Joi was the real standout of the film to me. I got really invested in this character who, ultimately and likely the point of, doesn't exist. The point where Giant Holo Joi calls K 'Joe' is a nice 'screw you' moment and you can really feel the world fall away. It reminded me a bit of Sin City when Marv at the end of his rope confronts the Roark statue in the rain. A destruction of the character's world and a galvanization of purpose.
As an aside, in several shots Gosling actually reminded me a lot of a young Mickey Rourke, specifically from Angel Heart

On the negative side of things I seem to agree with Jubbers. The 'music' was much too loud and distorted to the point of incoherent noise. The worst bit was during the unwrapping of the horse; the music in that scene was pulsing into my brain all for a pointless reveal.
It was also annoyingly long. I like a deliberate pace, and I like when you can stare at a character's face and read what they are thinking about. That didn't happen here. So much was simple meandering and segments that felt meaningless. Also, Ryan Gosling has acting chops but here he just stares at the camera without apparent emotion. Even when he's supposed to be wildly off his baseline he still seems unaffected by the world around him.
Even the final fight scene felt prolonged. It feels like the camera cut back to a drowning Deckard at least 10 times. Add to that all the damage that K took, plus the damage in Vegas, both from Deckard and Luv, and the various other incidents. I lost a bit of concern, feeling that K was basically immortal.
Also, if you are gonna die anyways, give your coat to the old man from the desert that you have brought to the snow covered rooftop.

I have decided that this movie actually works better on it's own. If we bring the baggage from the first film along then once Deckard shows up it feels like a continuation of his story. K's sacrifice and journey for purpose fall by the wayside because all he served was a way to get Deckard back into the mix. K died so that GodDeckard could visit his child.
But without that baggage then we are not racing to find out what happened to the original characters but instead are uncovering a puzzle (a confusing and pointless one, but still) and if Deckard is just some old cop then it lends more weight to K's actions. He isn't fighting to save a hero, he's fighting so an old man can see his kid. And that's sweet.

Some random thoughts.
So the N6s had a four year lifespan. They rioted and trespassed on earth and caused all kinds of trouble. Later the N8s come along and no once cares how long they live? Why did they run then? Why are they hunted? By having an extended lifespan haven't they achieved the dream? I mean Replicants are now accepted (more or less) among the populace. This really felt like deflating the driving action of the original and its sequel at the same time.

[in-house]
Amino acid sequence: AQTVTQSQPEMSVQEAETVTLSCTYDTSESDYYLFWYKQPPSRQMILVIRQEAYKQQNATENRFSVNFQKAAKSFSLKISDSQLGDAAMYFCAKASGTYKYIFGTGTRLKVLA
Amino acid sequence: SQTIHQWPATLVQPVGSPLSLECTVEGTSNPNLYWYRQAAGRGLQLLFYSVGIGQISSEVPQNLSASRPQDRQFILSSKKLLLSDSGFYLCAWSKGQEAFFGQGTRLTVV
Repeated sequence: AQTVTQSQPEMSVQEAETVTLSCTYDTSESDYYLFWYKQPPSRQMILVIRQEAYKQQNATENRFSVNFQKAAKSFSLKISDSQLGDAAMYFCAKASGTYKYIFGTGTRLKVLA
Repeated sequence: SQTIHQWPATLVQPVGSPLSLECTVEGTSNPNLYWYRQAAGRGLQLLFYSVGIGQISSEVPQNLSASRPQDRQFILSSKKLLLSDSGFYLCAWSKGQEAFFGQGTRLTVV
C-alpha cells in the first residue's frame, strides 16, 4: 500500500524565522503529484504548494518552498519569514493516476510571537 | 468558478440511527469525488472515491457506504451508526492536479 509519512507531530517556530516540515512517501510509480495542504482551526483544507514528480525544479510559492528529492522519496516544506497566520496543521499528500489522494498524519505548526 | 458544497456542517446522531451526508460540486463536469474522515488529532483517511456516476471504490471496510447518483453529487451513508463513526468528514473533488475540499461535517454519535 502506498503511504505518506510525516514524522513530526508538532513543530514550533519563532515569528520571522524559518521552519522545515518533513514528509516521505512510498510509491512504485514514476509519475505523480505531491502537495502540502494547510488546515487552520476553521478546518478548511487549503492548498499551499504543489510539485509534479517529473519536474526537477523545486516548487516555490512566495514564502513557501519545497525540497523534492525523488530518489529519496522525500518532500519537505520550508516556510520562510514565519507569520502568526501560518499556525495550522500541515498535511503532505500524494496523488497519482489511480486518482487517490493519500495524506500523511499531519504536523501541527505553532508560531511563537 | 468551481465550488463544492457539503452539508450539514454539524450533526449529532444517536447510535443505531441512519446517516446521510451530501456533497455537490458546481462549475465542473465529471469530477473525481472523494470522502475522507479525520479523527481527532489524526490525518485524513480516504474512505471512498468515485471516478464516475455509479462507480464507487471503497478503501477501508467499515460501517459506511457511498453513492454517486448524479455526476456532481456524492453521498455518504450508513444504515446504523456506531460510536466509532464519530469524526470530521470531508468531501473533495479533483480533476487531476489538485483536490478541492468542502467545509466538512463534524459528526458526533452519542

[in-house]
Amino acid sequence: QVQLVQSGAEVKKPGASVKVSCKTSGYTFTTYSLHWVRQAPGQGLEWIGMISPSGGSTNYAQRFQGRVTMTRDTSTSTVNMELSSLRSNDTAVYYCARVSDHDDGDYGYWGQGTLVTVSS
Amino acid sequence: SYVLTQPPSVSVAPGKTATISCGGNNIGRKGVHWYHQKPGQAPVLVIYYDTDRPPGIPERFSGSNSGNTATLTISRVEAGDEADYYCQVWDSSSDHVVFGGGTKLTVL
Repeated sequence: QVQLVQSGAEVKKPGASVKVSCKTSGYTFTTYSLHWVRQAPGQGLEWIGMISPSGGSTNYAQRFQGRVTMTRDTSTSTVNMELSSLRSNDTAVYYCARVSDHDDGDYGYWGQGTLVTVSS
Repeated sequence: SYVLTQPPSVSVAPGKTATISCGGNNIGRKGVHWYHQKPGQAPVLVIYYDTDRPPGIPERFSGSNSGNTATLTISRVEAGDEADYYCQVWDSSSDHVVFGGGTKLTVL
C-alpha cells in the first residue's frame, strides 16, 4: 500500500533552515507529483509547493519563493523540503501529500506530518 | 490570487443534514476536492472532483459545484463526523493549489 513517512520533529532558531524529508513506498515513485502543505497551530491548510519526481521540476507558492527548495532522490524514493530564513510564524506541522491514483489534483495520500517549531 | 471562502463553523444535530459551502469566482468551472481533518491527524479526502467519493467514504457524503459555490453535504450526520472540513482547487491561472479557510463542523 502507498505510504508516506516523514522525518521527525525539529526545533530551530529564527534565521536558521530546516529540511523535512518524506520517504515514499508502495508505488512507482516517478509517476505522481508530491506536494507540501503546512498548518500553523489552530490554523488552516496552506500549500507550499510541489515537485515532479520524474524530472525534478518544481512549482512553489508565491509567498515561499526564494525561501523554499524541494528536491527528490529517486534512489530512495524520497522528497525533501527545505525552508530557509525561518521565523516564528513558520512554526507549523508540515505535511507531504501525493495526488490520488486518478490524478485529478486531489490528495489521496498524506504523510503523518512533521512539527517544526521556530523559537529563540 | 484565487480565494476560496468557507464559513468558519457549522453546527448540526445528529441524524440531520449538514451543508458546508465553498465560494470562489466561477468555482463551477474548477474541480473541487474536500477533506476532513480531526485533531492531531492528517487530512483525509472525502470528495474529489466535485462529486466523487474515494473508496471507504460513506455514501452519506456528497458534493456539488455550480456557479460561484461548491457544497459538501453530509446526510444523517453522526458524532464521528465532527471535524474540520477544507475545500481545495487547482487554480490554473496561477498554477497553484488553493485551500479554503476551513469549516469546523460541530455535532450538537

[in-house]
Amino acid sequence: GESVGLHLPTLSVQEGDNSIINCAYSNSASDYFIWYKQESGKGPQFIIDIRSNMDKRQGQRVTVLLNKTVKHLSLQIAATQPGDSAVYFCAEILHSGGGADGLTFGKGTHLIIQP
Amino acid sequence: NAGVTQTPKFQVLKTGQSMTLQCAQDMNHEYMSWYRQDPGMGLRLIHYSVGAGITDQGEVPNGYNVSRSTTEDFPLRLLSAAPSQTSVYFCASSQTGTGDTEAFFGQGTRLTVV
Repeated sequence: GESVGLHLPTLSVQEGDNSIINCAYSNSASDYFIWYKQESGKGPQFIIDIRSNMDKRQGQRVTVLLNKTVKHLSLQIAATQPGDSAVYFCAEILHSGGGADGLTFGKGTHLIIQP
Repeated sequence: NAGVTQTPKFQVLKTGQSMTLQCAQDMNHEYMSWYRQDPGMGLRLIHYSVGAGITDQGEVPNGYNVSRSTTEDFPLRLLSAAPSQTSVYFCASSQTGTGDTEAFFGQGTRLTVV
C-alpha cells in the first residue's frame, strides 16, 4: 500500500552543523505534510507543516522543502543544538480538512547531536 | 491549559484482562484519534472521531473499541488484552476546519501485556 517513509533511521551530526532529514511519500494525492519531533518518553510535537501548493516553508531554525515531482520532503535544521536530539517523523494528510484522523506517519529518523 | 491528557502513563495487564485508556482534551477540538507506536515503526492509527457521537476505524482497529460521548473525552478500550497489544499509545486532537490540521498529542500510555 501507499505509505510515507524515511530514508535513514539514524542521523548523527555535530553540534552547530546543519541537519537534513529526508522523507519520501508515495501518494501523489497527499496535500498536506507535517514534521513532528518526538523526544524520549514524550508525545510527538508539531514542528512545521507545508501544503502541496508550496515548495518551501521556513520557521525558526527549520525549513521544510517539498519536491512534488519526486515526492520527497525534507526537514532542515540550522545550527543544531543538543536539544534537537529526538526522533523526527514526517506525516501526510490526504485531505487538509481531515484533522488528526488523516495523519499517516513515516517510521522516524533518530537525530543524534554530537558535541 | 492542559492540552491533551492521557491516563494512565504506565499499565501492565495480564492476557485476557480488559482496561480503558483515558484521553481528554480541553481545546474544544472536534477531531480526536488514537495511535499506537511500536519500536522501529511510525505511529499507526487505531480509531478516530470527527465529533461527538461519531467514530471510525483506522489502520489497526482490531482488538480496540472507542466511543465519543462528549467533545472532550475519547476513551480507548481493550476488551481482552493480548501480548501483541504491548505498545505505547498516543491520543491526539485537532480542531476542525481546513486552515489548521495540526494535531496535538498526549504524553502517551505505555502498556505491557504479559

Also, self replicating replicants only seem like a big deal to other replicants. I mean I can understand the need to repopulate your own people but from a legal standpoint wouldn't it just be two toasters having a third toaster? Just rewrite a law or something. Also, why does Leto...actually hold on...gonna give him his own paragraph.

So Leto right? Why is he blind, why does he have hover droids? Also, why not use standard "I'm Blind" contacts instead of contacts that look like replicant eye shine from the first movie. I went pretty far into the movie assuming he was a replicant and somehow a replicant had amassed wealth and power and wanted to 'free his people' or something. Instead, nope...just wants to make them more rapidly. But how is a multi month incubation process and let's say 12 years of growing faster than what he does? Sure they never say how long it takes, but it's can't be a 13 year average. also, if it takes so long maybe don't kill the newborns?

If Deckard left before the child was born how did the horse accumulate radiation from Vegas and then find it's way into the orphanage? Did Deckard just take a day trip and toss a horse at the only kid with hair?
Her 'adoption' is strange...who told her she was immune compromised? Surely some sort of freedom fighter cause a human would just say "Hey, you're a toaster"

Apropos of nothing, the most fun theory I've read was that Deckard's daughter was tossing her own memories into as many replicants as she could in hopes that one would actively seek out and find her parents. And then it worked.
The Swollen Goiter of God wrote:
October 12th, 2017, 6:56 pm
*Were* Rachael's eyes green? I rewatched Blade Runner the night before I watched Blade Runner 2049, just so it would be fresh, and I remembered her eyes being brown. (I suppose the movie's not very brightly lit, so it could be hard to tell. I also own that I wasn't watching with an eye toward iris color. The only eye element that really stands out when watching is the occasional luminescence one catches in the Replicants' eyes.) If they were, indeed, brown, was Deckard just fucking with Wallace to pay him back for fucking with him? (There's definitely an element of "Fuck you!"/"You're no Tyrell!" to it. It's a clear taunt.) Was the movie suggesting something about memory in general/Deckard's memory, specifically?
Her eyes were brown. But in the VK tests they were green. Apparently this was a fun little 'in joke', but beyond that there is no conformation that I have found. So was he lying or was he telling the truth? Is this question to be the next "Is Deckard a replicant?"
Also, is he? Does it matter? Was Leto lying? Probably, since the big blackout erased all data and I doubt Tyrell kept a memo in his desk that said "Hey, Deckard it a toaster and we made him to mate him. Peace out, I hope someone invents robot eyes."